The history of Lululemon Aethletica Inc.'s (LULU) share price is an impressive one. Over a stretch of just over three years, the athletic apparel's stock price went from a low of $2.24 on March 9, 2009, to a high of $80.30 on May 3, 2012.
Monday’s announcement that the company would be pulling its extremely popular Yoga pants from store shelves due to quality issues, however, has taken as much as a 6 percent bite out of shares in intraday trading to as low as $62.00.
Constituting about 17 percent of Lulu’s overall sales, the company has warned of a shortage of the popular garment while quality issues are worked out, and it has lowered its first quarter revenue expectations from 11 percent to 5-8 percent in anticipation of the fallout, with price-target cuts coming from Sterne, Agee and Leach, Wedbush Securities, UBS, KeyBanc and others, and an additional downgrade to neutral from buy coming from Sterne.
An event that has made for some amusing headlines so far, the most recent batch of black stretch-pants, made from the company’s proprietary Luon sheer material, is apparently too revealing for customers. In a statement late Monday, Lululemon said that, “The ingredients, weight and longevity qualities of the pants remain the same, but the coverage does not, resulting in a level of sheerness in some of our women’s black Luon bottoms that falls short of our very high standards.”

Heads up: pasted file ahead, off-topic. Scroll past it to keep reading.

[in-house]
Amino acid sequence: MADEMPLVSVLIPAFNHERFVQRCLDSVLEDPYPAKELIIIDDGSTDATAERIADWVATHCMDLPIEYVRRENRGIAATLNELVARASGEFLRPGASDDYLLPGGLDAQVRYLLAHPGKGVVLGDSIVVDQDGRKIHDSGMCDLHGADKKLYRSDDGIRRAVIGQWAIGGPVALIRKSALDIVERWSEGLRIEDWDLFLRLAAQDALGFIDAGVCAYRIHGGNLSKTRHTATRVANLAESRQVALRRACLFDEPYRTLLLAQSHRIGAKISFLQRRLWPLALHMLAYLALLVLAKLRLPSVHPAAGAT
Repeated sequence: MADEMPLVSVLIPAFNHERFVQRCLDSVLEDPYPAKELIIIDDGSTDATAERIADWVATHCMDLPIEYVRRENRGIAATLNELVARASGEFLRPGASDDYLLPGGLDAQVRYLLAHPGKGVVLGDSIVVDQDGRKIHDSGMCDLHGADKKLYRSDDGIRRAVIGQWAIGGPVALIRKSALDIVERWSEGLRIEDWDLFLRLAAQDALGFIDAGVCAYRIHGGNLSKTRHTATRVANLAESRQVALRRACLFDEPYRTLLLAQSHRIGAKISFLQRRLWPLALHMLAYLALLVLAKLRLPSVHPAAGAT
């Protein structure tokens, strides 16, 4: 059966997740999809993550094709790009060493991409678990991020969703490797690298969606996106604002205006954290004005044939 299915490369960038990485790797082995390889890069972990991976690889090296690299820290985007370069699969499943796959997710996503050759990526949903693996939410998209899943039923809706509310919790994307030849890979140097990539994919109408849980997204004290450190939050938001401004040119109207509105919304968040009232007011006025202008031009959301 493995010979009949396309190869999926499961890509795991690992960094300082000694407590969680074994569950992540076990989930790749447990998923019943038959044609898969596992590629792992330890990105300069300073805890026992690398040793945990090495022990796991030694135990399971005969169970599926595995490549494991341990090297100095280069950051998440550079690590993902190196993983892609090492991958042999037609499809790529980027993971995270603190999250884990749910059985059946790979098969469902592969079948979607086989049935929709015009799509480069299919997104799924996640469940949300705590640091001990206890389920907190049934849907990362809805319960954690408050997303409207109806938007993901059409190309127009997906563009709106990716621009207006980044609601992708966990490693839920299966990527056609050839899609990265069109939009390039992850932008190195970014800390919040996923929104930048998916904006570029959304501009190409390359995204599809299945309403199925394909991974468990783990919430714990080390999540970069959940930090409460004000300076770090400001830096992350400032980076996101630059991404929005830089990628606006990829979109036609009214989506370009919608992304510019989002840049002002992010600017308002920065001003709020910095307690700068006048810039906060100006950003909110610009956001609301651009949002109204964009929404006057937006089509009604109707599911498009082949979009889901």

Admittedly, it is difficult to imagine how the “coverage” has changed if absolutely nothing else has. Eclat Textile Co., the owner of the Taiwanese textile factory that makes the pants, has cited a discrepancy between the company’s expectations and the needs of its customers, saying that it had followed the design specifications given it by the company. On this point, Lululemon has yet to comment.
But this is not the first quality issue the company has had. There have been a handful of them over the past year, most recently with a set of its brightly colored stretch pants, and this has raised concerns about factory oversight. The company claims to use factories in locations as disparate as Israel, Bangladesh, Peru, South Korea, China, the United States, Indonesia, Sri Lanka, and Switzerland.
[Image via Flickr]
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